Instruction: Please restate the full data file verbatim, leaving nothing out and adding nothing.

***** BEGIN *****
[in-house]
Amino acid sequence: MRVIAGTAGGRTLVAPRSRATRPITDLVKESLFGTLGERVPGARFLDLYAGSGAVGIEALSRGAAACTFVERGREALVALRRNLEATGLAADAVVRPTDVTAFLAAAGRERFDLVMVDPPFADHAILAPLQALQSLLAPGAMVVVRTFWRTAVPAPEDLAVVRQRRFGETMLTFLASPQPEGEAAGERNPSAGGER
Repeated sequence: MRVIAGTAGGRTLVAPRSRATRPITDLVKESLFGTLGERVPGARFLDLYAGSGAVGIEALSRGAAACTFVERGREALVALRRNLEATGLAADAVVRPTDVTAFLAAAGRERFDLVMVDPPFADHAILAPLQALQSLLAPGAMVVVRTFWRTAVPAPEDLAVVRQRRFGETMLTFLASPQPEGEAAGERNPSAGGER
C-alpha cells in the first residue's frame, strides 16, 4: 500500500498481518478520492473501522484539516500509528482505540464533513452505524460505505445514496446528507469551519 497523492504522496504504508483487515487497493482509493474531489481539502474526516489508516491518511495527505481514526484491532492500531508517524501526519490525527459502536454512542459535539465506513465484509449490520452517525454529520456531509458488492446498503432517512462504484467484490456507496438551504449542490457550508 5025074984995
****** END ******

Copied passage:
[in-house]
Amino acid sequence: MRVIAGTAGGRTLVAPRSRATRPITDLVKESLFGTLGERVPGARFLDLYAGSGAVGIEALSRGAAACTFVERGREALVALRRNLEATGLAADAVVRPTDVTAFLAAAGRERFDLVMVDPPFADHAILAPLQALQSLLAPGAMVVVRTFWRTAVPAPEDLAVVRQRRFGETMLTFLASPQPEGEAAGERNPSAGGER
Repeated sequence: MRVIAGTAGGRTLVAPRSRATRPITDLVKESLFGTLGERVPGARFLDLYAGSGAVGIEALSRGAAACTFVERGREALVALRRNLEATGLAADAVVRPTDVTAFLAAAGRERFDLVMVDPPFADHAILAPLQALQSLLAPGAMVVVRTFWRTAVPAPEDLAVVRQRRFGETMLTFLASPQPEGEAAGERNPSAGGER
C-alpha cells in the first residue's frame, strides 16, 4: 500500500498481518478520492473501522484539516500509528482505540464533513452505524460505505445514496446528507469551519 497523492504522496504504508483487515487497493482509493474531489481539502474526516489508516491518511495527505481514526484491532492500531508517524501526519490525527459502536454512542459535539465506513465484509449490520452517525454529520456531509458488492446498503432517512462504484467484490456507496438551504449542490457550508 5025074984995